“We used a mix of inductive and deductive methods from the start, and our courses always had this interactive approach to teach authentic and useful language skills. But of course we added a lot of expertise and experience over the last 10 years. Features were added to place yourself better according to your previous knowledge or interests, ideal progressions and review sessions. We also gave a lot of thought to how to get our users speaking more conversationally.”
“How hard would it be to forget a word that made you laugh?”
5. Babbel puts a lot of thought into representing (and catering to) all of its users.
“One thing I’m very proud of is the revision of our content in terms of diversity. We created guidelines for images and changed our live content pictures to represent more diversity in terms of gender, sexual orientation, ethnicity, age, ableism, etc.”
6. Babbel is constantly tweaking and optimizing its courses according to user feedback and best practices.
“We have to work out a lot of new things like workflows, tools, etc. in our daily work. Creating them ourselves is part of our job. Developing something that didn’t exist before always contains the risk of failing. We’re constantly optimizing our content, our workflows, our methods. I think that is just part of our work. Sometimes I think: Why didn’t I know this earlier? It can happen that I re-read dialogues I scripted years ago and think: Oh dear, I thought it was really creative back then, and now it sounds so cliché!”
7. Babbel is at the forefront of education technology — and it was named “Most Innovative Education Company” by Fast Company in 2016.
“It’s a great challenge to work in the online learning sector, being able to see how it evolves. It’s fantastic that I have access to the latest research and can contribute to the development of new features like chatbots.”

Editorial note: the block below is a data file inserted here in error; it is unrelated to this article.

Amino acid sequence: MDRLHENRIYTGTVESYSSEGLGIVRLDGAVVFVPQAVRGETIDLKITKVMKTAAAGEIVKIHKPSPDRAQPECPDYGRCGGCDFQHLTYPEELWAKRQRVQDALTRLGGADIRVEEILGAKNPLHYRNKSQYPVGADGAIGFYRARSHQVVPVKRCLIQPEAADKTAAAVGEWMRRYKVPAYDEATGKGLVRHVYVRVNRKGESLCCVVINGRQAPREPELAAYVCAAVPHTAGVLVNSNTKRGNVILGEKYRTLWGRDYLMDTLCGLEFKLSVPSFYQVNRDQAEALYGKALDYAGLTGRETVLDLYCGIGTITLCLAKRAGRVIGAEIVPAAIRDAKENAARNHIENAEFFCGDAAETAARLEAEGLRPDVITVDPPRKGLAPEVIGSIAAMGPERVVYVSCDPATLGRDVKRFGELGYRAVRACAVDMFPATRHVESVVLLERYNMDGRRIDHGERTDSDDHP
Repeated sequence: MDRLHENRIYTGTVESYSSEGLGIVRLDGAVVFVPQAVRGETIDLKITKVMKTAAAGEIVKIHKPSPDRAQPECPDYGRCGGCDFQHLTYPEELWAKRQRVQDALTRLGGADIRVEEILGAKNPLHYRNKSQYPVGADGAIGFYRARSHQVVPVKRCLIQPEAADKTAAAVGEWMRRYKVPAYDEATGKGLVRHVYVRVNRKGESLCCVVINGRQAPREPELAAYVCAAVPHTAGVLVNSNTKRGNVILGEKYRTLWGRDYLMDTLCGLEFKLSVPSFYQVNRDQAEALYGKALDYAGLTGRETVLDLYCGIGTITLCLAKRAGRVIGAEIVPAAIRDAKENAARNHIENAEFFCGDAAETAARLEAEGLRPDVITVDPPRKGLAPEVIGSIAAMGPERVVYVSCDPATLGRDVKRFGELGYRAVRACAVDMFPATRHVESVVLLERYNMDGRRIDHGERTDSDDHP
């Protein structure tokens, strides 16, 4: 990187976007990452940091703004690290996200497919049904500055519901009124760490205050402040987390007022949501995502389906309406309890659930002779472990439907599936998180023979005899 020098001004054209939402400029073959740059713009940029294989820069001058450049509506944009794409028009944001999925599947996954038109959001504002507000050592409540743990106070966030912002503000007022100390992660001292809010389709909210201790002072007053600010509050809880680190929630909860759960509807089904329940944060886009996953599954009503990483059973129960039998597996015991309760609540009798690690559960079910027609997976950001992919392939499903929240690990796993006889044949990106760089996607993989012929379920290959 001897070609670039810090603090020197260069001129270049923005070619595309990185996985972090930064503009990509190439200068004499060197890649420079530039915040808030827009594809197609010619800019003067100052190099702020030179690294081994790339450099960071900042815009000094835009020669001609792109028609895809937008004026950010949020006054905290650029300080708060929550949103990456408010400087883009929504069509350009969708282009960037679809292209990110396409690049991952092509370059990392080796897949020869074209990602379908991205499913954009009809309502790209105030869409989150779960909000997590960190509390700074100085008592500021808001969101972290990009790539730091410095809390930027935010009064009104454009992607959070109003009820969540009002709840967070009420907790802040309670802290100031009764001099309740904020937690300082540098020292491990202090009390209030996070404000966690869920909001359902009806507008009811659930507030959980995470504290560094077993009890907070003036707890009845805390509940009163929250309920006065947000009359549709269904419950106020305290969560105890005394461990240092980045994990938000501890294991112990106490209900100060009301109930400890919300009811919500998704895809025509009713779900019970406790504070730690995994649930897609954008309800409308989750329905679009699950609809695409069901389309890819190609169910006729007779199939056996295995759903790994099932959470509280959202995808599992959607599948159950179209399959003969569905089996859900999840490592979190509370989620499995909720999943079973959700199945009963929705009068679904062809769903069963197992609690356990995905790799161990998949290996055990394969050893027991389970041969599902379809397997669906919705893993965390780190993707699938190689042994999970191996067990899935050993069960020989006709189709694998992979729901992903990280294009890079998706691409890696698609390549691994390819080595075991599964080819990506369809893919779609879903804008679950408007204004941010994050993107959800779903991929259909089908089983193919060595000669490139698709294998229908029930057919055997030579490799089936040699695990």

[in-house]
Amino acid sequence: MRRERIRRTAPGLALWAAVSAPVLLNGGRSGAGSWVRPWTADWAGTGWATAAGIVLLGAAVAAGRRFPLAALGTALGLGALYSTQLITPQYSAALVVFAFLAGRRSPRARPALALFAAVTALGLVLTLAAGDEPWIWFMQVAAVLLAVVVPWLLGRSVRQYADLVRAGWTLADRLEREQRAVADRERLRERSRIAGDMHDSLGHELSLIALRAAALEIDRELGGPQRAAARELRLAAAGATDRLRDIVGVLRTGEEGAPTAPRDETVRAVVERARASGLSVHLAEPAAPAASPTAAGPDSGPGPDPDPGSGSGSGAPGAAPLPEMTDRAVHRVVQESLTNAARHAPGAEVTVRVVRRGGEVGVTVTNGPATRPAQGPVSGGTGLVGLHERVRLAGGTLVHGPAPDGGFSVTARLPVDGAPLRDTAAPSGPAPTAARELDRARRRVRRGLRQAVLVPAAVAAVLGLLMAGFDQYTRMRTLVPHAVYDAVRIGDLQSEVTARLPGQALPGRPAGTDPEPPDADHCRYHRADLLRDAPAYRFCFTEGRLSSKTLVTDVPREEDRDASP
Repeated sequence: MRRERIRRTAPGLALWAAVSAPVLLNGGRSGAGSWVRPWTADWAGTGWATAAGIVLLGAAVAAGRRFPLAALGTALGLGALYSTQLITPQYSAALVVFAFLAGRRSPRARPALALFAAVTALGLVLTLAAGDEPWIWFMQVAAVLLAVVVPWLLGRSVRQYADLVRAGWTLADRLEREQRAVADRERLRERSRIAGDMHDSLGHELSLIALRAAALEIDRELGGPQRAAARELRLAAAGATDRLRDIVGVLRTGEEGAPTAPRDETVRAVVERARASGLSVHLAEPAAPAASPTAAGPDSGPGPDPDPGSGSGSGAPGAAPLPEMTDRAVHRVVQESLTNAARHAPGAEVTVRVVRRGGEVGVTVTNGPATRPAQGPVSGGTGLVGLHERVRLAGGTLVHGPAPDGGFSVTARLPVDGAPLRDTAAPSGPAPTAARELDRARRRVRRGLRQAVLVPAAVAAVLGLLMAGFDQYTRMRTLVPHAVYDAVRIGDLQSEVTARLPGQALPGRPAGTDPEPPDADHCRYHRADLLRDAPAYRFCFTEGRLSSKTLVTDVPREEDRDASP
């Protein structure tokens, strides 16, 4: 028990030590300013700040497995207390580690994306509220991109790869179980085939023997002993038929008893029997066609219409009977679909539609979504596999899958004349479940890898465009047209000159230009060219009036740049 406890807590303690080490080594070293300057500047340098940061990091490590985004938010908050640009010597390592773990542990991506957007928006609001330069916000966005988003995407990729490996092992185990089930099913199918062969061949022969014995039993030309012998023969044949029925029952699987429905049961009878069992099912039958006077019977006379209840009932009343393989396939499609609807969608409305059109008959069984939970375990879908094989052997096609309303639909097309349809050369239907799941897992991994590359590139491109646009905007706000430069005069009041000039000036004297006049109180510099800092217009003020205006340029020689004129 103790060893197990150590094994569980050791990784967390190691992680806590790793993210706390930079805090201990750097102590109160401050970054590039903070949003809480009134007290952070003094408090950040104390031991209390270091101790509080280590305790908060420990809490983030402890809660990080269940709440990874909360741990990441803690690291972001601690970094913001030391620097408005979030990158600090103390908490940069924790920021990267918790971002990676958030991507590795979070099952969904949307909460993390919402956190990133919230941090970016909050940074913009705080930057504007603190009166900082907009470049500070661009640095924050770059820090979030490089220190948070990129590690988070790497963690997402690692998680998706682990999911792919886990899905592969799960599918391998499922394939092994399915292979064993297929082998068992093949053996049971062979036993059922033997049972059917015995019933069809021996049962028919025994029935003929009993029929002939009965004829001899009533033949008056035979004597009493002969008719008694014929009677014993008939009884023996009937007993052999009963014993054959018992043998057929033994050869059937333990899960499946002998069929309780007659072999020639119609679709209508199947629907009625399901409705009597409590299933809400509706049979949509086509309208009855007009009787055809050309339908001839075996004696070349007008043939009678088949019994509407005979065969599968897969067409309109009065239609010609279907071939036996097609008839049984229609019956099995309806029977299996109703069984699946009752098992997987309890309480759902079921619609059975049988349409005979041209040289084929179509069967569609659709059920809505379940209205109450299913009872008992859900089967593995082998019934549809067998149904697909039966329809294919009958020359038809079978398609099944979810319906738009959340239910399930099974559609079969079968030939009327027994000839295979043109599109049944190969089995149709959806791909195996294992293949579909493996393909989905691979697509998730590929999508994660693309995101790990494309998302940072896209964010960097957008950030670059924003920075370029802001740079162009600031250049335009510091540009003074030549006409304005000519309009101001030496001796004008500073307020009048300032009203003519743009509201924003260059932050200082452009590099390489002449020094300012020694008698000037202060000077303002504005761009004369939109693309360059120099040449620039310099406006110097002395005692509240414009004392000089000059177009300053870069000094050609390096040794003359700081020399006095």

“And, I prefer to work ‘behind the curtains.’ I have experience teaching German in a classroom setting, and it is very different than shaping the instructional design for a self-directed online product. I need to combine analytic planning with a lot of creativity. The user wants to feel guided through their learning path, but the material itself needs to be interesting, authentic, fun. The combination of that is a key to motivation and learning success. And I really enjoy working toward that goal, applying all my skills and challenging them constantly.”
8. Babbel’s lessons are designed to work in harmony with the way your brain naturally stores information. They’re also made to keep you engaged.
“The Babbel courses stimulate so many senses. You read, click and write; you listen to native speakers and repeat their sentences — and no one has to witness it if you don’t want them to. That’s ideal for people who have to overcome shyness to speak in front of others. All of the vocabulary is illustrated with images to make memorization easier. They’re all hand-picked, so they really match the context. Sometimes the combination of text and picture is so creative that it makes me laugh. How hard would it be to forget a word that made you laugh?”